System inverters (from DC to AC power) and transformers are fully contained within in a locked NEC compliant enclosure. Our construction team also ensures that no exposed wiring is present, except for terminations points at system inverters.

Is there a stormwater management plan?

ForeFront Power develops as stormwater management plan (SWPPP) that adheres to state and local requirements. These site specific plans are provided to the Authority Having Jurisdiction prior to building permit approval.

What seed mixes are used for vegetation?

Pollinator friendly seed mixes will be integrated into the local habitat and will abide by any local requirements. Our team works directly with the Illinois State Historic Preservation Office and the Illinois Department of Natural Resources to ensure full adherence.

Will property setbacks or buffers be included?

ForeFront Power will build the solar facility in accordance with the local property setback requirements.

What are visual impacts of the project?

The height of the solar panels is typically seven to nine feet above the ground surface. The height of the perimeter fence is typically eight feet above the ground surface. The perimeter fence typically consists of a chain link fence without a screening barrier. The heights of the ground mounted solar arrays are less than a typical one-story residential house. Fencing screening barriers or other screening barriers may be included to the project on a case-by-case basis. Barriers should not be created in a manner that would reduce energy production of the proposed facility. Visual simulations can also be prepared on request.

How tall is the project and will screening be provided?

Screening through use of trees and shrubbery can be added although this may add cost to the project. The solar panels are typically 7 to 10 feet above the ground at the highest point.

What is the expected impact to plants and animals?

An evaluation of potential impacts to threatened and endangered species will be conducted as part of the environmental permitting effort for the facility. In general, the proposed solar energy projects are located on agricultural properties which have been disturbed as part of the farming process. In these circumstances, potential impacts to local flora and fauna is anticipated to be minimal. Some solar energy projects may include tree clearing to minimize potential shading to the solar array. If tree clearing is proposed for the specific project, the tree clearing activities will be conducted in accordance with the applicable local, state, and federal regulations including potential impacts to native wildlife.

What is the project’s impact on greenhouse gas emissions?

A typical 2 megawatt (MW) project is capable of providing clean renewable energy to approximately 300 households. The projects send power into the local electrical grid and usage of this power would typically be a nearby load source (energy user) at that point in time. Solar energy facilities also use a small amount of power in the evenings during non-peak load times.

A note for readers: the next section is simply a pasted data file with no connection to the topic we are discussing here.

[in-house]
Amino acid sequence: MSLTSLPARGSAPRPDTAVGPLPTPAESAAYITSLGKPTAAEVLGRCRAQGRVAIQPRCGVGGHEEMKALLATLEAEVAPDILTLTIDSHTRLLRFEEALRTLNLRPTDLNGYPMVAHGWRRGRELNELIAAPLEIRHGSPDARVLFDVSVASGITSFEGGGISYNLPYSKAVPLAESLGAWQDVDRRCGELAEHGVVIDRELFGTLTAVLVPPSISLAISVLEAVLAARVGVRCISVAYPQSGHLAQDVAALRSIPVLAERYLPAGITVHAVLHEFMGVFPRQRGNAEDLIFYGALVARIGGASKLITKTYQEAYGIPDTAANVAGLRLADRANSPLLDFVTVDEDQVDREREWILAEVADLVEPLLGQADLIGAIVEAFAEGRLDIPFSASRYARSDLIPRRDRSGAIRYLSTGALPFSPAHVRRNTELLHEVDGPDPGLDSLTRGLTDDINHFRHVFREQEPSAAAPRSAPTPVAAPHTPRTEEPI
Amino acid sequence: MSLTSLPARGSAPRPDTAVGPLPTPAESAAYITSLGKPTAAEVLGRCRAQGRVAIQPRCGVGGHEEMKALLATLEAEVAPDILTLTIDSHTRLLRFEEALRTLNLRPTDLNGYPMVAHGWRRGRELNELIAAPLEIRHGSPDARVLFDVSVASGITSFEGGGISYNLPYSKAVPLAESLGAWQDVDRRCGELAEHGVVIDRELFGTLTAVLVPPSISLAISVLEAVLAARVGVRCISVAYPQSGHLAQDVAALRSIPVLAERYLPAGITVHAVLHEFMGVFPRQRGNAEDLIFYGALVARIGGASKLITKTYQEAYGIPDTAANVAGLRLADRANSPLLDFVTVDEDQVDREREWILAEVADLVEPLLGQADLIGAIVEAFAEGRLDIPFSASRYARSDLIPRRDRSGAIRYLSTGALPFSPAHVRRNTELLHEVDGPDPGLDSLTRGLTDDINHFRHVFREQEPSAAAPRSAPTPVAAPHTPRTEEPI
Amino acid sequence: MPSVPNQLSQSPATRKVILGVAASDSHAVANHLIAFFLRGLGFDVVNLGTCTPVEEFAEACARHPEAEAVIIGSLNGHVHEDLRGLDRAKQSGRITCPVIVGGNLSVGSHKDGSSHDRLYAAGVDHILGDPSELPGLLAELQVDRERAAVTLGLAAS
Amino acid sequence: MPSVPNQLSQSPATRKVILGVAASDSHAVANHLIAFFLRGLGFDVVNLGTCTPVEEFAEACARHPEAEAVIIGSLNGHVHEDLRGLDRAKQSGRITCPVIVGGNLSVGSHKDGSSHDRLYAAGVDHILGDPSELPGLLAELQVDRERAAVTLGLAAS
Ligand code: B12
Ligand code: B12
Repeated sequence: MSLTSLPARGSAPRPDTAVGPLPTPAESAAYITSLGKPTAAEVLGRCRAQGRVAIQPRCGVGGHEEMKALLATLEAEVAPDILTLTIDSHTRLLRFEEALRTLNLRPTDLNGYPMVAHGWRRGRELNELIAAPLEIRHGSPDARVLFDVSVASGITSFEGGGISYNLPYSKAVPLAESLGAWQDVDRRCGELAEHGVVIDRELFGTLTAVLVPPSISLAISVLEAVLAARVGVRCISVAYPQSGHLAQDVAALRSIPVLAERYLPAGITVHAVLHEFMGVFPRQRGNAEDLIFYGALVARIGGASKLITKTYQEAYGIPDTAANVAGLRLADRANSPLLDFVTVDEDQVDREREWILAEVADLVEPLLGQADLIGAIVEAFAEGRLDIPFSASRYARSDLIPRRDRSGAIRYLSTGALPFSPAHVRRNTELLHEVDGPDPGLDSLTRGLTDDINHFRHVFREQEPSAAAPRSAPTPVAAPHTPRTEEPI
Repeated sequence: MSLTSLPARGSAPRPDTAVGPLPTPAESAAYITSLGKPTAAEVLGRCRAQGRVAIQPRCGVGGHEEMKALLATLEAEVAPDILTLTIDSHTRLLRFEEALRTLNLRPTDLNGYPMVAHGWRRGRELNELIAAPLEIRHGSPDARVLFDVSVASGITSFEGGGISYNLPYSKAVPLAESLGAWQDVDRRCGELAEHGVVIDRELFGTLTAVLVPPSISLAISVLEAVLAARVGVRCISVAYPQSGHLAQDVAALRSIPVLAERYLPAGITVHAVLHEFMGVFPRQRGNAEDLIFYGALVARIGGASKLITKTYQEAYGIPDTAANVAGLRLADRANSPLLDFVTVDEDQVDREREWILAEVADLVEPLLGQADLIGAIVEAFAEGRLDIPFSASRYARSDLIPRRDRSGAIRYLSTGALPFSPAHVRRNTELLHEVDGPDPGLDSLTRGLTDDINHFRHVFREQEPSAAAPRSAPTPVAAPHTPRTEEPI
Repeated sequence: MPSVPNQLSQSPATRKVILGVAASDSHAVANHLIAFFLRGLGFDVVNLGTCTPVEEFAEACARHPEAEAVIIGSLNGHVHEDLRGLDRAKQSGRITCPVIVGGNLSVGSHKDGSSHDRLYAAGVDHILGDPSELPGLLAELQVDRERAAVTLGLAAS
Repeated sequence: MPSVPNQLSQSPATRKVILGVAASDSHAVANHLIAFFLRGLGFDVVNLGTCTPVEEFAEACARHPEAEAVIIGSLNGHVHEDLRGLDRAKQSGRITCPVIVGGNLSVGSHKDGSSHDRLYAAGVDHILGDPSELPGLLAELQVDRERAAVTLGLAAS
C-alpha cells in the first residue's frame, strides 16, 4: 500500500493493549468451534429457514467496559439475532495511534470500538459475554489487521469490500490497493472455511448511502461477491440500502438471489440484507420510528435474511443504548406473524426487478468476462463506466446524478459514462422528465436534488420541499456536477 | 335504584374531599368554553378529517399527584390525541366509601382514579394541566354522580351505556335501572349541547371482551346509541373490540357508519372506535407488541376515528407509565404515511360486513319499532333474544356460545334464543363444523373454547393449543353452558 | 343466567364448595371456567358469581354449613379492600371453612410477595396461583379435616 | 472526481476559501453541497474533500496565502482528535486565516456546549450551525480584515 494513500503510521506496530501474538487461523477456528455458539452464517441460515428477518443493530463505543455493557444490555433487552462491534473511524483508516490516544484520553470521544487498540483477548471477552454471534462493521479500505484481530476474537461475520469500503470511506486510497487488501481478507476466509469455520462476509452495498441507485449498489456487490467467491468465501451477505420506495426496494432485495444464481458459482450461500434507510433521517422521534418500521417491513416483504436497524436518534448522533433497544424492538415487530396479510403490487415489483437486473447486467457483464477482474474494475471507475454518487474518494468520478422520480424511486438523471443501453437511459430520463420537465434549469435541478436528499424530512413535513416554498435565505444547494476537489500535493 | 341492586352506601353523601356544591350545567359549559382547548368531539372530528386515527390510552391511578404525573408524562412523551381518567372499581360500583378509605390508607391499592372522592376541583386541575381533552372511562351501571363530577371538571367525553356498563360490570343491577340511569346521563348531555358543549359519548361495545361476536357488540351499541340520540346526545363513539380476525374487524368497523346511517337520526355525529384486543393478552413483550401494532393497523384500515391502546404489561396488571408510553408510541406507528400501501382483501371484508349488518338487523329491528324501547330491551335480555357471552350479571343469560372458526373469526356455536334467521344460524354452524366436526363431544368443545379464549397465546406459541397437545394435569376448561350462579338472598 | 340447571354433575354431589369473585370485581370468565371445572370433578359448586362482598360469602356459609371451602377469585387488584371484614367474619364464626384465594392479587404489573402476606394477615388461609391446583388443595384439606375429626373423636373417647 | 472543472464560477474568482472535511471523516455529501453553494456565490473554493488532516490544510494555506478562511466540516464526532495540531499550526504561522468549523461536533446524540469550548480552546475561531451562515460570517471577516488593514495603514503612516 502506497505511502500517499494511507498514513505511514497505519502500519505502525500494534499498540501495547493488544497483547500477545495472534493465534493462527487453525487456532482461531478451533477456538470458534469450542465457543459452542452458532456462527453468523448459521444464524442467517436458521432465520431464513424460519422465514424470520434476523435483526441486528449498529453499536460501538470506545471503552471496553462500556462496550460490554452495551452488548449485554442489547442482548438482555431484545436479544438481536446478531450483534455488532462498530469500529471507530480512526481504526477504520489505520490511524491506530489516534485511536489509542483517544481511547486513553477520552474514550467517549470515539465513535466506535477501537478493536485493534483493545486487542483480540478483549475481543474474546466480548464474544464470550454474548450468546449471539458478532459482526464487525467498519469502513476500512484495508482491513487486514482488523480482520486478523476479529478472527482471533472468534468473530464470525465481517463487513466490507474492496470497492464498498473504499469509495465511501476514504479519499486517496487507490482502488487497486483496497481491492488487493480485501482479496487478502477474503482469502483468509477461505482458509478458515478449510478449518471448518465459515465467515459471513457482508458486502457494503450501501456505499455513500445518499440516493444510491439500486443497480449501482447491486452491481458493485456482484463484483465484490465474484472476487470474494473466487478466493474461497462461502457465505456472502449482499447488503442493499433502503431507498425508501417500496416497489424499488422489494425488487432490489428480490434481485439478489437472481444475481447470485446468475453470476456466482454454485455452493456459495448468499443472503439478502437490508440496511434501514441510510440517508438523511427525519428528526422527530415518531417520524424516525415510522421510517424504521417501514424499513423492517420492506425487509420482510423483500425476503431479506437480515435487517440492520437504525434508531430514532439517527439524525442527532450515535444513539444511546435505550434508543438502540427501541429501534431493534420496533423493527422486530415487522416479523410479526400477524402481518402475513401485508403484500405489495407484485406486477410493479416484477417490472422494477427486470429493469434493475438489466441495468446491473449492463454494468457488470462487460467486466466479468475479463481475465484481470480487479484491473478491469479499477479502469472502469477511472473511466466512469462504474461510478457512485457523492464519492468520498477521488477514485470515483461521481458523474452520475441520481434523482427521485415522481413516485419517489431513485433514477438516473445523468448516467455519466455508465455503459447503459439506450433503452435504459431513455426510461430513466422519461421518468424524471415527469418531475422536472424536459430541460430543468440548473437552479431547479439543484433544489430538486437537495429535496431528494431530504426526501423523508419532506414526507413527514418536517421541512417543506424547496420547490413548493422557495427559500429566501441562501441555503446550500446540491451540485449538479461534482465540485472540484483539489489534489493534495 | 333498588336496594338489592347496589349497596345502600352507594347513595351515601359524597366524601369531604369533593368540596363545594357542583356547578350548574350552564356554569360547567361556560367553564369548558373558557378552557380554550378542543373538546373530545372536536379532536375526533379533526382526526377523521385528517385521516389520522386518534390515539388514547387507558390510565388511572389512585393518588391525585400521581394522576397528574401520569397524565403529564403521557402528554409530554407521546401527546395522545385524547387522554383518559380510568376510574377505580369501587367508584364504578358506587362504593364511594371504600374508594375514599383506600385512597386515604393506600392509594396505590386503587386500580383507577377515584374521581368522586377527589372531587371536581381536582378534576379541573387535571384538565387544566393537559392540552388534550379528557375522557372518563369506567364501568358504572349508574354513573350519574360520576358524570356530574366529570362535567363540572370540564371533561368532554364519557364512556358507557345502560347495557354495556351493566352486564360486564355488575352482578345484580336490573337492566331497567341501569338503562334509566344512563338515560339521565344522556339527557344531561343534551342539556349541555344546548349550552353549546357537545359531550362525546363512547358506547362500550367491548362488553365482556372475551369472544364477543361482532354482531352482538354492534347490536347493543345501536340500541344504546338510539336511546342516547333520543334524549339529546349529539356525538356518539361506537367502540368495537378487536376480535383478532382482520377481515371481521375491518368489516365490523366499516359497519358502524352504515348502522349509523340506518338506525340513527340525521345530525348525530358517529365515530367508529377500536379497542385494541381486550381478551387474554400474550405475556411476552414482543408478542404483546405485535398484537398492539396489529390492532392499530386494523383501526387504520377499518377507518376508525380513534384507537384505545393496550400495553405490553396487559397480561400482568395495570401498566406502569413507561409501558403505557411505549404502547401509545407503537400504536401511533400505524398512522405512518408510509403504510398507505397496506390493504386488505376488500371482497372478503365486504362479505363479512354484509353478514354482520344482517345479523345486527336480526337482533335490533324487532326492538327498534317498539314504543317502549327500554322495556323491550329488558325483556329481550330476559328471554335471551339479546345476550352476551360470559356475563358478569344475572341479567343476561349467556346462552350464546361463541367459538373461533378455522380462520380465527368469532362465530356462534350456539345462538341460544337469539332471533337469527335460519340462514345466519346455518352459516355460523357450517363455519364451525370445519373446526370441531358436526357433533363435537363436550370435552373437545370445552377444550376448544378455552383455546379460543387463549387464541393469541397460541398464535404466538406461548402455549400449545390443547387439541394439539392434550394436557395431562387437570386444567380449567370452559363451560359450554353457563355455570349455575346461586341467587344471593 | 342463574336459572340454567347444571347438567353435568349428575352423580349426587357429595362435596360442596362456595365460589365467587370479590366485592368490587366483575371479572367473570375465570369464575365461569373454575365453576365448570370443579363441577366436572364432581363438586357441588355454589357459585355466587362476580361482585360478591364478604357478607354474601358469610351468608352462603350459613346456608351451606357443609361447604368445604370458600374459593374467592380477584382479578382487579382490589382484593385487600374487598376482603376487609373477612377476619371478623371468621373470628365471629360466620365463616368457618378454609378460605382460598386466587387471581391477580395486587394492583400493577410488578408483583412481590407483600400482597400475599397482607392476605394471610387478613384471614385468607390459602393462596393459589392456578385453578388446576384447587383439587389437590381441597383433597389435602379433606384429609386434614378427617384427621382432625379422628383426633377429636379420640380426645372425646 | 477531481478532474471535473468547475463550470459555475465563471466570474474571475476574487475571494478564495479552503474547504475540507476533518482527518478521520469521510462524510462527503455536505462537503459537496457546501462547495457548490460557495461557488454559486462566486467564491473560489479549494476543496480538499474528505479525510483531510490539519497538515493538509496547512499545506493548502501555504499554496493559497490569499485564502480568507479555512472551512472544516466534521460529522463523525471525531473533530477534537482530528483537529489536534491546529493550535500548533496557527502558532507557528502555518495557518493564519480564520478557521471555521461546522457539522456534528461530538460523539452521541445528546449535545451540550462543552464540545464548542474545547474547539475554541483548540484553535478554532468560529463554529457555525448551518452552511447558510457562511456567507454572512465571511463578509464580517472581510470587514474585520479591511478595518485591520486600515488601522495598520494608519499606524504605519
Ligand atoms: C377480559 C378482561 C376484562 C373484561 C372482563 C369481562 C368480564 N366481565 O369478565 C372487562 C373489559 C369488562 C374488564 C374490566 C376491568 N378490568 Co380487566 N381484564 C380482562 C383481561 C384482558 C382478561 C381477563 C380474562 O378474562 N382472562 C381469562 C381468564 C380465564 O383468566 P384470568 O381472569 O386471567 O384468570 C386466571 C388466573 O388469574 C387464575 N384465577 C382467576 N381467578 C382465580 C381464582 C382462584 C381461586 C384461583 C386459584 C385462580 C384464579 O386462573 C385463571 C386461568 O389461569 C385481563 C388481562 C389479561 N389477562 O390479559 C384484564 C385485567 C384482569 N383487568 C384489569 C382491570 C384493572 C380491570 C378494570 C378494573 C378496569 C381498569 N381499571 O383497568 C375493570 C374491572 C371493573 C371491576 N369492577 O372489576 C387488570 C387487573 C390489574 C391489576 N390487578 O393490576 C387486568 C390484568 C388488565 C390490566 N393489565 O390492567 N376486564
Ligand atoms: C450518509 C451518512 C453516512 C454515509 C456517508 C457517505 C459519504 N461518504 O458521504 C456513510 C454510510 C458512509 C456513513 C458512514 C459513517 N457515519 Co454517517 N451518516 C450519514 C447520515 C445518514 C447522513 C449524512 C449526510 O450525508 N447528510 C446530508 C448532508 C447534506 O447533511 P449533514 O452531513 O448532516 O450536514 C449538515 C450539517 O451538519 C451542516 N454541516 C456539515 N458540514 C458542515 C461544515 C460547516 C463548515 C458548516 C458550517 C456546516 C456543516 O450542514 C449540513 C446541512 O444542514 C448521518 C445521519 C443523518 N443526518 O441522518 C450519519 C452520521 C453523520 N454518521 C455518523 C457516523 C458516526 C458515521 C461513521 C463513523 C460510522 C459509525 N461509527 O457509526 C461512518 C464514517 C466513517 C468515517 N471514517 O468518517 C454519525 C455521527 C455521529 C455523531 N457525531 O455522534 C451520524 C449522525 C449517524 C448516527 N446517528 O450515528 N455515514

Will top soil and arable land be affected?

Solar projects on agricultural properties would at least temporarily reduce the amount of agricultural land at the project site. Following decommissioning (at the end of the project term), the subjected land may be returned to agricultural purposes. The solar project will be removed at the end of its useful life.

Is there a problem with glare from solar panels?

Solar panels are designed to absorb (not reflect) light to convert to electricity. Glare is considered wasted power so the panels are designed to minimize glare. Most solar panels contain two layers of anti-reflective coating which further reduce reflection and increase sunlight absorption. Studies have shown that the reflectivity of solar panels is similar to that of asphalt and much less than snow cover. Many airports across the U.S. have PV solar installations including the Denver International Airport, Greater Rochester International Airport, and San Francisco International.

Does the solar project produce any sound?

Electrical inverters which convert power from direct current (DC) to AC and associated electrical equipment can generate noise at a solar energy site. The low hum of the electrical equipment is not generally heard at distances greater than 100 feet from the electrical equipment. Noise can also be generated during periodic mowing and trimming of the facility during operation.

How will storm water runoff be affected?

Solar energy projects will result in a nominal increase in impervious surfaces associated with the placement of solar panel support posts, fencing, electrical equipment and potentially access roads. The lower edge of ground mounted solar panels is typically two feet above grade to prevent accumulation of snow cover on the panels. Placement of solar panels above the ground surface as described above should not result in a substantial change in the storm water runoff from the site.

 


Contact Us Today

If you have any questions about our solar energy projects for Huntley Community School District 158, feel free to reach out to a member of our team using the form below: